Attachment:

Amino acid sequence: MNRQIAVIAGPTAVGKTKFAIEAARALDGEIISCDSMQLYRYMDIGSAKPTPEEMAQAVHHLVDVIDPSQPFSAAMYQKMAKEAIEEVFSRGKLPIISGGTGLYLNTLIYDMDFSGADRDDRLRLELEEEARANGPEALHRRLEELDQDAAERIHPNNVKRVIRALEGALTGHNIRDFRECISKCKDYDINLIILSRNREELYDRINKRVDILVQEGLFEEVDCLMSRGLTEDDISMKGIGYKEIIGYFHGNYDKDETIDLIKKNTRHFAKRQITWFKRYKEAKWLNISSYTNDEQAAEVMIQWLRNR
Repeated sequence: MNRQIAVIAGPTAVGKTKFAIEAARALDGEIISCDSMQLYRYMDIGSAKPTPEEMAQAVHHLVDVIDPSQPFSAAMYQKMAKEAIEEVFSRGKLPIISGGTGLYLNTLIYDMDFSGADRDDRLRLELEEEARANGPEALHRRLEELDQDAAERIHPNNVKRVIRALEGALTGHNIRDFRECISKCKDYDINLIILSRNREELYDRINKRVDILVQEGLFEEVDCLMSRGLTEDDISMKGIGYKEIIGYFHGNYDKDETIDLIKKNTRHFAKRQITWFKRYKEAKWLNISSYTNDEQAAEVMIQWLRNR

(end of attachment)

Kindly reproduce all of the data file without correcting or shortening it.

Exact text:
Amino acid sequence: MNRQIAVIAGPTAVGKTKFAIEAARALDGEIISCDSMQLYRYMDIGSAKPTPEEMAQAVHHLVDVIDPSQPFSAAMYQKMAKEAIEEVFSRGKLPIISGGTGLYLNTLIYDMDFSGADRDDRLRLELEEEARANGPEALHRRLEELDQDAAERIHPNNVKRVIRALEGALTGHNIRDFRECISKCKDYDINLIILSRNREELYDRINKRVDILVQEGLFEEVDCLMSRGLTEDDISMKGIGYKEIIGYFHGNYDKDETIDLIKKNTRHFAKRQITWFKRYKEAKWLNISSYTNDEQAAEVMIQWLRNR
Repeated sequence: MNRQIAVIAGPTAVGKTKFAIEAARALDGEIISCDSMQLYRYMDIGSAKPTPEEMAQAVHHLVDVIDPSQPFSAAMYQKMAKEAIEEVFSRGKLPIISGGTGLYLNTLIYDMDFSGADRDDRLRLELEEEARANGPEALHRRLEELDQDAAERIHPNNVKRVIRALEGALTGHNIRDFRECISKCKDYDINLIILSRNREELYDRINKRVDILVQEGLFEEVDCLMSRGLTEDDISMKGIGYKEIIGYFHGNYDKDETIDLIKKNTRHFAKRQITWFKRYKEAKWLNISSYTNDEQAAEVMIQWLRNR